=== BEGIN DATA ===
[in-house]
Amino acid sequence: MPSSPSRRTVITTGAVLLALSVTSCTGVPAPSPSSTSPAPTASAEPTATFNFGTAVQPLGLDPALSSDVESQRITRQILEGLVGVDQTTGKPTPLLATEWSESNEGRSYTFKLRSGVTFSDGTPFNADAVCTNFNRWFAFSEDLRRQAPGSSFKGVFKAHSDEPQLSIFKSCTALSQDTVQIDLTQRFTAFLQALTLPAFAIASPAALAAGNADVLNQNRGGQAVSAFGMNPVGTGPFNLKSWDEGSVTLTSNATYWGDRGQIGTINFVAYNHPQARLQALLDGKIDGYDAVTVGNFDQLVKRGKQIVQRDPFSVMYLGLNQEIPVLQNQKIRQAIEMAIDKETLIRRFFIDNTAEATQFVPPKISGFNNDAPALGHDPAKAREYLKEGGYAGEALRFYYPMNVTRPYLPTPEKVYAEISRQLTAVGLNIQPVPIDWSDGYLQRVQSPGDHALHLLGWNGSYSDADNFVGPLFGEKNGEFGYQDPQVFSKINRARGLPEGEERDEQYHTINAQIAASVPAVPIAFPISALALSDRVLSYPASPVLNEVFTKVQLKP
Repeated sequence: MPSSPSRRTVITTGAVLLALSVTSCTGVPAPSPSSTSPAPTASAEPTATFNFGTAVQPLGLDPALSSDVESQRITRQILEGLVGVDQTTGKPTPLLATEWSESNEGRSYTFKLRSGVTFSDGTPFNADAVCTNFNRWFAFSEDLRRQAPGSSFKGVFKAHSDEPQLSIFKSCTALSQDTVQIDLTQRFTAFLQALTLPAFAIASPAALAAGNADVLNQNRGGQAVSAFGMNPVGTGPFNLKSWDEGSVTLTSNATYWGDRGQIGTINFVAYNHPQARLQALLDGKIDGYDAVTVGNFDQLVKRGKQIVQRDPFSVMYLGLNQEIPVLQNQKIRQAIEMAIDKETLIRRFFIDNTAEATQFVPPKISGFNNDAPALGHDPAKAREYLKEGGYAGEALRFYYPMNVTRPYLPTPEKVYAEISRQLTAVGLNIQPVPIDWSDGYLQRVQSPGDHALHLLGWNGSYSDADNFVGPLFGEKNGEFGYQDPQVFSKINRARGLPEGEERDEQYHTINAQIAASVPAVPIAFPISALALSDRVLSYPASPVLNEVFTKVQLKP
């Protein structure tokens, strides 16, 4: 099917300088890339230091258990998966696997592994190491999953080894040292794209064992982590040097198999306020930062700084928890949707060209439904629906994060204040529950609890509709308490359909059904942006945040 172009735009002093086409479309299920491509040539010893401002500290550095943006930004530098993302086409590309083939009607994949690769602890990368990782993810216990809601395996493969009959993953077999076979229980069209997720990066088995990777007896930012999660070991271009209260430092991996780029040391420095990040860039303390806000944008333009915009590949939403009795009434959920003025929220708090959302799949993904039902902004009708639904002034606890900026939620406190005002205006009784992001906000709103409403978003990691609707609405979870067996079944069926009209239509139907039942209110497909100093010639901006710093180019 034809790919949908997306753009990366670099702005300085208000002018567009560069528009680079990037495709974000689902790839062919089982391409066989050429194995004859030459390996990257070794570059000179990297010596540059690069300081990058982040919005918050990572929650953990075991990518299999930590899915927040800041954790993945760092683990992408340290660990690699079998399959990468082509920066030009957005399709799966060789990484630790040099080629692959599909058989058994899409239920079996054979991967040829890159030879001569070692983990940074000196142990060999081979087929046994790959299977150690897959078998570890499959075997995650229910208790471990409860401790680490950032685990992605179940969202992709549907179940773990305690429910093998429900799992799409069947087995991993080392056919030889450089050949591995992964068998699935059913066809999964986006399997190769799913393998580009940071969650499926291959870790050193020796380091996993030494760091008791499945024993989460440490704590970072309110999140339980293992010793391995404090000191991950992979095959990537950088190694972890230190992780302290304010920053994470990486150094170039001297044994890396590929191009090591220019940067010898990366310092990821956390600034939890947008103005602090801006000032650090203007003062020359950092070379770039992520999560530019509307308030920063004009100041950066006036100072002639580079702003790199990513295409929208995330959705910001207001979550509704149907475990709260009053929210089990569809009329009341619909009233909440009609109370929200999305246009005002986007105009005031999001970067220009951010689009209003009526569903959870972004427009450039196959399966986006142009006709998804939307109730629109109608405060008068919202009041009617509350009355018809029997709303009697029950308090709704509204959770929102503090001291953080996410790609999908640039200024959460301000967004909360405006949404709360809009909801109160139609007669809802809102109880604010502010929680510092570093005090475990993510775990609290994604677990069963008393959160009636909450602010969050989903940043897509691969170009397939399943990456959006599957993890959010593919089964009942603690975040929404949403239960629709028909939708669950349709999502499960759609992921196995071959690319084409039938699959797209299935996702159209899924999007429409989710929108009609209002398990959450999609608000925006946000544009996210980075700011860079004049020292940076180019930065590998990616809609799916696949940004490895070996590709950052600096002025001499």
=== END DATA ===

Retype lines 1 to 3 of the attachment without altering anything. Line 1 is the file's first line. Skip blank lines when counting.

[in-house]
Amino acid sequence: MPSSPSRRTVITTGAVLLALSVTSCTGVPAPSPSSTSPAPTASAEPTATFNFGTAVQPLGLDPALSSDVESQRITRQILEGLVGVDQTTGKPTPLLATEWSESNEGRSYTFKLRSGVTFSDGTPFNADAVCTNFNRWFAFSEDLRRQAPGSSFKGVFKAHSDEPQLSIFKSCTALSQDTVQIDLTQRFTAFLQALTLPAFAIASPAALAAGNADVLNQNRGGQAVSAFGMNPVGTGPFNLKSWDEGSVTLTSNATYWGDRGQIGTINFVAYNHPQARLQALLDGKIDGYDAVTVGNFDQLVKRGKQIVQRDPFSVMYLGLNQEIPVLQNQKIRQAIEMAIDKETLIRRFFIDNTAEATQFVPPKISGFNNDAPALGHDPAKAREYLKEGGYAGEALRFYYPMNVTRPYLPTPEKVYAEISRQLTAVGLNIQPVPIDWSDGYLQRVQSPGDHALHLLGWNGSYSDADNFVGPLFGEKNGEFGYQDPQVFSKINRARGLPEGEERDEQYHTINAQIAASVPAVPIAFPISALALSDRVLSYPASPVLNEVFTKVQLKP
Repeated sequence: MPSSPSRRTVITTGAVLLALSVTSCTGVPAPSPSSTSPAPTASAEPTATFNFGTAVQPLGLDPALSSDVESQRITRQILEGLVGVDQTTGKPTPLLATEWSESNEGRSYTFKLRSGVTFSDGTPFNADAVCTNFNRWFAFSEDLRRQAPGSSFKGVFKAHSDEPQLSIFKSCTALSQDTVQIDLTQRFTAFLQALTLPAFAIASPAALAAGNADVLNQNRGGQAVSAFGMNPVGTGPFNLKSWDEGSVTLTSNATYWGDRGQIGTINFVAYNHPQARLQALLDGKIDGYDAVTVGNFDQLVKRGKQIVQRDPFSVMYLGLNQEIPVLQNQKIRQAIEMAIDKETLIRRFFIDNTAEATQFVPPKISGFNNDAPALGHDPAKAREYLKEGGYAGEALRFYYPMNVTRPYLPTPEKVYAEISRQLTAVGLNIQPVPIDWSDGYLQRVQSPGDHALHLLGWNGSYSDADNFVGPLFGEKNGEFGYQDPQVFSKINRARGLPEGEERDEQYHTINAQIAASVPAVPIAFPISALALSDRVLSYPASPVLNEVFTKVQLKP